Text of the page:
Namib Section of the Conservatory
The Namibian section showing Cyphostemma uter, Commiphora saxicola in the foreground with Aloe littoralis & Cyphostemma currorii in the background.

The Namib section is the smallest. It has plants representing various parts of Namibia, but mainly the Namib Desert and Kaokoland regions. Rainfall in the Namib is mainly during summer with dry, sunny winters. The vegetation consists of desert along the coast and the arid Savannah to the north.

Granite rocks have been used in this section. Other smaller rocks include dolomite from Khowarib Poort and dolorite from the Brandberg region.

The Welwitschia mirabilis plants here have been established from seed planted directly into this bed. They are one of the worlds most amazing and bizarre plants. It is a cone bearing plant. The whole plant consist of two opposite strap-shaped leaves, a short woody stem and the taproot. The leaves grow continuously and become withered at their ends. The growth point withers in a seedling stage and the the only growth that takes place is in the leaf primordium, eventually resulting in the obconic head. The latter can grow, in exceptional cases, up to 1 meter in height in its habitat and become about 2 000 years old. It is a plant without a main stem. The plant is a paradox, as small leaves are usually associated with desert plants. Why these large leaves? If one looks at the plant's habitat, it coincides with the fog belt. The regular fog of the cold Atlantic Ocean condenses on its leaves and provides extra moisture. The plant produces cones during the summer months.

Another characteristic species planted in this section is the thickset Cyphostemma dwarf tree. The display includes the large Cyphostemma currorii, C. bainesii, and C. uter. Their large tri-foliate leaves are produced in summer and become deciduous in winter. The pylgif (Adenium boehmianum) is a small shrub bearing pink flowers, formerly used by the Busman to poison their arrows and hence its Afrikaans vernacular name. The cork bark (Commiphora) trees are also prominent in the Namib. They belong to the myrrh family (Burseraceae) and have a highly aromatic leaf sap. Introduced here are the dwarf rock corkbark (C. saxicola), the oak-leafed corkbark (C. wildii) and the C. kraeuseliana. These grow like dwarf baobab trees and do not grow taller than a meter. The python kambro (Fockea multiflora) has a huge gray succulent stem with climbing branches clinging like a python to the trees. The Namib stinging nettle (Obetia carruthersiana) has large spiny leaves bearing irritant sap. The Namib coral tree (Erythrina decora) is a small tree with a corky bark and coral red flowers.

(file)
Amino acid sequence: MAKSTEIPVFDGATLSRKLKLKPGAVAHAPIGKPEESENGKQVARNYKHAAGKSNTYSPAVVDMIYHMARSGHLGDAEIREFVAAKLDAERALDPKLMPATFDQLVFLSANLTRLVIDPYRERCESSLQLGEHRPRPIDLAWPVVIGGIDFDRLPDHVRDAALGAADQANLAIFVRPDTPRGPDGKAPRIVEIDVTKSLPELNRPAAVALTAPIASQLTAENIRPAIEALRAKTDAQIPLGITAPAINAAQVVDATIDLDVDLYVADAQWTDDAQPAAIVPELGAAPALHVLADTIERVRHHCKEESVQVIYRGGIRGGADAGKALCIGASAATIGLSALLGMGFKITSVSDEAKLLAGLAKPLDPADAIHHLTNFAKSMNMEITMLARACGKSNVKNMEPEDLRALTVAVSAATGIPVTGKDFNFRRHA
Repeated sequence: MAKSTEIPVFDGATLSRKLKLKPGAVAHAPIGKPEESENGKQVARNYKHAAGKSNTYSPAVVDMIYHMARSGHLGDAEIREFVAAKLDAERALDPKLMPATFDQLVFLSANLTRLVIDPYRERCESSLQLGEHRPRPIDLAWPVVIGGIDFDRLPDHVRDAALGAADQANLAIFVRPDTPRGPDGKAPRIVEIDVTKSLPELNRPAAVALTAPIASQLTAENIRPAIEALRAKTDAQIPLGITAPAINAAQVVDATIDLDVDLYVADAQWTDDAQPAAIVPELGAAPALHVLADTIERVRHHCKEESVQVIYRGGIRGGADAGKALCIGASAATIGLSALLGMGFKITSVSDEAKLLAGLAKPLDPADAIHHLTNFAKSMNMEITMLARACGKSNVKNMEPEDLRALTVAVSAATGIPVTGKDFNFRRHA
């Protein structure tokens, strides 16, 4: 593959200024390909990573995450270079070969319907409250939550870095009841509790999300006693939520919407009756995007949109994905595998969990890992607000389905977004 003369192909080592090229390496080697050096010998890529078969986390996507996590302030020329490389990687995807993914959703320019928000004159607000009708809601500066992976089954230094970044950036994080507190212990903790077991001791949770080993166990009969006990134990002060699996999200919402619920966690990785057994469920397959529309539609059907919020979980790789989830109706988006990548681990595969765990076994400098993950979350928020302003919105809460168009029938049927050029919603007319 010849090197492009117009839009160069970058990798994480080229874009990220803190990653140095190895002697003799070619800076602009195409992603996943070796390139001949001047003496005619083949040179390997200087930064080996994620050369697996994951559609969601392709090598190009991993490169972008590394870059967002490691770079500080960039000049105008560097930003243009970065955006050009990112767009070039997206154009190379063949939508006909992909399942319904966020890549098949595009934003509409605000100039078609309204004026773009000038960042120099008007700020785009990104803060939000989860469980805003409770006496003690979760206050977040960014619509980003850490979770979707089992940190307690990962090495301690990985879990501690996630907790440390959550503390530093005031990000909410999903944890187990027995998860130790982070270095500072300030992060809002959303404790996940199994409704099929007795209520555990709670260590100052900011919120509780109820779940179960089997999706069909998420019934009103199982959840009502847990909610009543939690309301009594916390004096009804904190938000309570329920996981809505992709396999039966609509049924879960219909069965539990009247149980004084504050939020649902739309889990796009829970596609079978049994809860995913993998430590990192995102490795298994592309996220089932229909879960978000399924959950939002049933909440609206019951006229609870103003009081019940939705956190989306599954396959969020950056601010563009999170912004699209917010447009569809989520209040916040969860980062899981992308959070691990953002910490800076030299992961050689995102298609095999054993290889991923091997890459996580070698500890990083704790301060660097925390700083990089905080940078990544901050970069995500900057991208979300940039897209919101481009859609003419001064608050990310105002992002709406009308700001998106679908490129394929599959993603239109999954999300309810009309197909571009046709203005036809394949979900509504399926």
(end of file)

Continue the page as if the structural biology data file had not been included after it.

Smaller plants introduced here include Kalanchoe laciniata with attractive divided leaves. It has a fleshy root and becomes deciduous during the winter months. During late summer the yellowish-orange flowers appear. Aloe dinteri is a small aloe with leaves in three ranks. It has fleshy roots and in nature occur among dolomite rock formation. A. dewinteri grows on sheer cliffs. It has orange and yellow flowers and tapering gray-white leaves. It flowers during December. Aloe littoralis is the most common aloe in Namibia and is solitary with a tall stem to 4 meters high. The related A. esculenta is smaller with mottled leaves dividing to form large groups. Petalidium coccineum, a shrub bearing striking red flowers, has also been introduced in the display. The shrubs are also grown on the main pillars and flower from winter to summer. Other noteworthy species include: the shrub Sesamothamnus benguellensis, Euphorbia venenata and E. eduardoi. Urginea altissima a bulbous plant bearing a long solitary erect inflorescence to 2 meters tall.

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